New York Times, How Joe Manchin Left a Global Tax Deal in Limbo:
Treasury Secretary Janet L. Yellen’s signature achievement is in jeopardy if the United States cannot ratify the tax agreement that she brokered.
In June, months after reluctantly signing on to a global tax agreement brokered by the United States, Ireland’s finance minister met privately with Treasury Secretary Janet L. Yellen, seeking reassurances that the Biden administration would hold up its end of the deal.
Ms. Yellen assured the minister, Paschal Donohoe, that the administration would be able to secure enough votes in Congress to ensure that the United States was in compliance with the pact, which was aimed at cracking down on companies evading taxes by shifting jobs and profits around the world.
It turns out that Ms. Yellen was overly optimistic. Late last week, Senator Joe Manchin III, Democrat of West Virginia, effectively scuttled the Biden administration’s tax agenda in Congress — at least for now — by saying he could not immediately support a climate, energy and tax package he had spent months negotiating with the Democratic leadership. He expressed deep misgivings about the international tax deal, which he had previously indicated he could support, saying it would put American companies at a disadvantage.
Mr. Manchin’s reversal, couched in the language used by Republican opponents of the deal, is a blow to Ms. Yellen, who spent months getting more than 130 countries on board. It is also a defeat for President Biden and Democratic leaders in the Senate, who pushed hard to raise tax rates on many multinational corporations in hopes of leading the world in an effort to stop companies from shifting jobs and income to minimize their tax bills.
The agreement would have ushered in the most sweeping changes to global taxation in decades, including raising taxes on many large corporations and changing how technology companies are taxed. The two-pronged approach would entail countries enacting a 15 percent minimum tax so that companies pay a rate of at least that much on their global profits no matter where they set up shop. It would also allow governments to tax the world’s largest and most profitable companies based on where their goods and services were sold, not where their headquarters were.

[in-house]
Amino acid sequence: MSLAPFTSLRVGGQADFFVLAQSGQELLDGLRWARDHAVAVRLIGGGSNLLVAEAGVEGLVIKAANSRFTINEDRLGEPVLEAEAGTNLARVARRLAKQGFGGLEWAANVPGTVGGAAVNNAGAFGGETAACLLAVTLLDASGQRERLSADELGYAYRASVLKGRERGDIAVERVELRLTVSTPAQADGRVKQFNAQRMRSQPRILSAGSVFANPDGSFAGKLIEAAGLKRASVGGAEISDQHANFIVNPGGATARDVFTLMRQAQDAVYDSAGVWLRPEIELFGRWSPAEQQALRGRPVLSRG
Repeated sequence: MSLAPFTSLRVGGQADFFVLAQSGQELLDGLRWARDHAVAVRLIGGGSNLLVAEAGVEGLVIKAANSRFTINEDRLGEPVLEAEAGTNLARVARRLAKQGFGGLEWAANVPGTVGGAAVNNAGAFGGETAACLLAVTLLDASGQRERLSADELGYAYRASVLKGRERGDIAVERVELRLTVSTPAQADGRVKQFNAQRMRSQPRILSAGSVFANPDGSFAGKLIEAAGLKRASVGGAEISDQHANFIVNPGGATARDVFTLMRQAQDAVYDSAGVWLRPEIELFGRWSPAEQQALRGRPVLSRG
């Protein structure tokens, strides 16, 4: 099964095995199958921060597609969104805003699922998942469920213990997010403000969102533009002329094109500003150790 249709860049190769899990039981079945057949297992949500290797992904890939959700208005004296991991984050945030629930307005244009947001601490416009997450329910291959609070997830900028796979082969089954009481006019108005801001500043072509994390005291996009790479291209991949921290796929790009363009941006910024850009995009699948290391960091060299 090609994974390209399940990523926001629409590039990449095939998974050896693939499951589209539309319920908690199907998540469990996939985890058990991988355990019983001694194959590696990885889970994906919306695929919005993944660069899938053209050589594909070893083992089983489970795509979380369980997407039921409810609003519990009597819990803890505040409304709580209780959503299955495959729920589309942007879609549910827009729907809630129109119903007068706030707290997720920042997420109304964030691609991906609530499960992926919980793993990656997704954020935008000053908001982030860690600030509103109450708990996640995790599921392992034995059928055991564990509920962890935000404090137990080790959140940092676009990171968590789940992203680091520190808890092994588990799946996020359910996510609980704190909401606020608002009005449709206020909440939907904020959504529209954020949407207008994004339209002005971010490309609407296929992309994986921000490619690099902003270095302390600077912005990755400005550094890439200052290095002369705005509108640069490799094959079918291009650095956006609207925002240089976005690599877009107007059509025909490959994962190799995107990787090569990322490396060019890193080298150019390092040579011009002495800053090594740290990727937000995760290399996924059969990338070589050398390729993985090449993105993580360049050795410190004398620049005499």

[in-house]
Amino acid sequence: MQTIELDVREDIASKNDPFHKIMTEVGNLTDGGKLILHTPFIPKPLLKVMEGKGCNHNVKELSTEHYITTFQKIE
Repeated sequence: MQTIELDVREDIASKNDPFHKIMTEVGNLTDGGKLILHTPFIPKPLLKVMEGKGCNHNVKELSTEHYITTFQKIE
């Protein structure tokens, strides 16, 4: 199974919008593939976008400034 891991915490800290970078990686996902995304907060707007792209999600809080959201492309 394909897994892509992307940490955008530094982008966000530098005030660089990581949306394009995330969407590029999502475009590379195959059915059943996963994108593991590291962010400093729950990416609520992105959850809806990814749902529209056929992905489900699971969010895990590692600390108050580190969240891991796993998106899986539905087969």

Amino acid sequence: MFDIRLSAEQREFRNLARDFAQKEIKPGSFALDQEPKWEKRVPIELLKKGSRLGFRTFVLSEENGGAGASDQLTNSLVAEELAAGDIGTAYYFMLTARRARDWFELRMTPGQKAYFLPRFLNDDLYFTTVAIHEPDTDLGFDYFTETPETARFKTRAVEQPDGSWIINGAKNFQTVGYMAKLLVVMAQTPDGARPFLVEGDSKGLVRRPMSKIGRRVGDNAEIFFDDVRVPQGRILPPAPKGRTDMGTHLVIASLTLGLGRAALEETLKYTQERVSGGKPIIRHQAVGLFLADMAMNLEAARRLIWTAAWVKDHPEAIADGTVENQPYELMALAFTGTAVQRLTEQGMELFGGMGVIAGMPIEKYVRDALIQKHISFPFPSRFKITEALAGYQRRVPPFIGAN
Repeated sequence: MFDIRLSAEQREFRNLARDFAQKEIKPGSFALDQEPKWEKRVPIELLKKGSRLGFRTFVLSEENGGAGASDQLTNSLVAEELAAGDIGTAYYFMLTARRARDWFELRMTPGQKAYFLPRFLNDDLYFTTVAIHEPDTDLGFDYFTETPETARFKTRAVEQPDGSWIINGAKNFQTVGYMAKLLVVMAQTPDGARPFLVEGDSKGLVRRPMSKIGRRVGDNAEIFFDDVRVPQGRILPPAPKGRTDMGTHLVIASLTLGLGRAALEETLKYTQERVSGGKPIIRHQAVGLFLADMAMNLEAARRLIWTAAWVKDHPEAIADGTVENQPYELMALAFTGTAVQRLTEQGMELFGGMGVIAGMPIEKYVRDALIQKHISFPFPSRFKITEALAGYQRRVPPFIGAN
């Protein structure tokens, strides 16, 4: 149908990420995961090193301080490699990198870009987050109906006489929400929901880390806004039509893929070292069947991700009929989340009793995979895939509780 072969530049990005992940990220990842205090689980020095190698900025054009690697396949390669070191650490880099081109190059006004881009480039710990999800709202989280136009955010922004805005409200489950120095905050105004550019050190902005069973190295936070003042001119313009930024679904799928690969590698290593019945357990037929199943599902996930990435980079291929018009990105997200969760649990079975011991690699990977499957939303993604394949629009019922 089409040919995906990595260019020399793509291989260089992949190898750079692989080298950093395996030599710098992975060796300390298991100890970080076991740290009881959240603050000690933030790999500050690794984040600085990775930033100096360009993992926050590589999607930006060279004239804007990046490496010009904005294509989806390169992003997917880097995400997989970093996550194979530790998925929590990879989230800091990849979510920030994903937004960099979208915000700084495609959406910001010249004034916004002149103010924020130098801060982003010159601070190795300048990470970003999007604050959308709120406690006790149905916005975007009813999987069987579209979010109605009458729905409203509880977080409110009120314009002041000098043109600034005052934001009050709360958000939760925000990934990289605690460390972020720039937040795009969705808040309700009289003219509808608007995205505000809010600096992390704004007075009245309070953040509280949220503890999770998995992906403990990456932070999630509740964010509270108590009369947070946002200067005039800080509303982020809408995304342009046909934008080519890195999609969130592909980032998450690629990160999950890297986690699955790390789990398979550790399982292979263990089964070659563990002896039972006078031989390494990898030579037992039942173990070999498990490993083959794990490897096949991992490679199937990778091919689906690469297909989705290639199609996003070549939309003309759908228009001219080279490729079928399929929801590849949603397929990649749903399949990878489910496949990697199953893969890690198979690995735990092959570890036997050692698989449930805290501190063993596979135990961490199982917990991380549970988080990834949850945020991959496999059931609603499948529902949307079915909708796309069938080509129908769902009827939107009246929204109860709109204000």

Failure to get agreement at home creates a mess both for the Biden administration and for multinational corporations. Many other countries are likely to press ahead to ratify the deal, but some may now be emboldened to hold out, fracturing the coalition and potentially opening the door for some countries to continue marketing themselves as corporate tax havens.
For now, the situation will allow for the continued aggressive use of global tax avoidance strategies by companies like the pharmaceutical giant AbbVie. A Senate Finance Committee report this month found that the company made three-quarters of its sales to American customers in 2020, yet reported only 1 percent of its income in the United States for tax purposes — a move that allowed it to slash its effective tax rate to about half of the 21 percent American corporate income tax rate.
Not changing international tax laws could also sow new uncertainty for large tech companies, like Google and Amazon, and other businesses that earn money from consumers in countries where they do not have many employees or physical offices. Part of the global agreement was meant to give those companies more certainty on which countries could tax them, and how much they would have to pay.
Wall Street Journal, Sen. Joe Manchin Balks at Global Minimum Tax Championed by Biden:
“I don’t think this is an end,” said David Kamin, a New York University law professor who was a senior White House tax aide until earlier this year. “And there are routes forward for an international agreement to come into place even as there are certainly routes that it doesn’t.”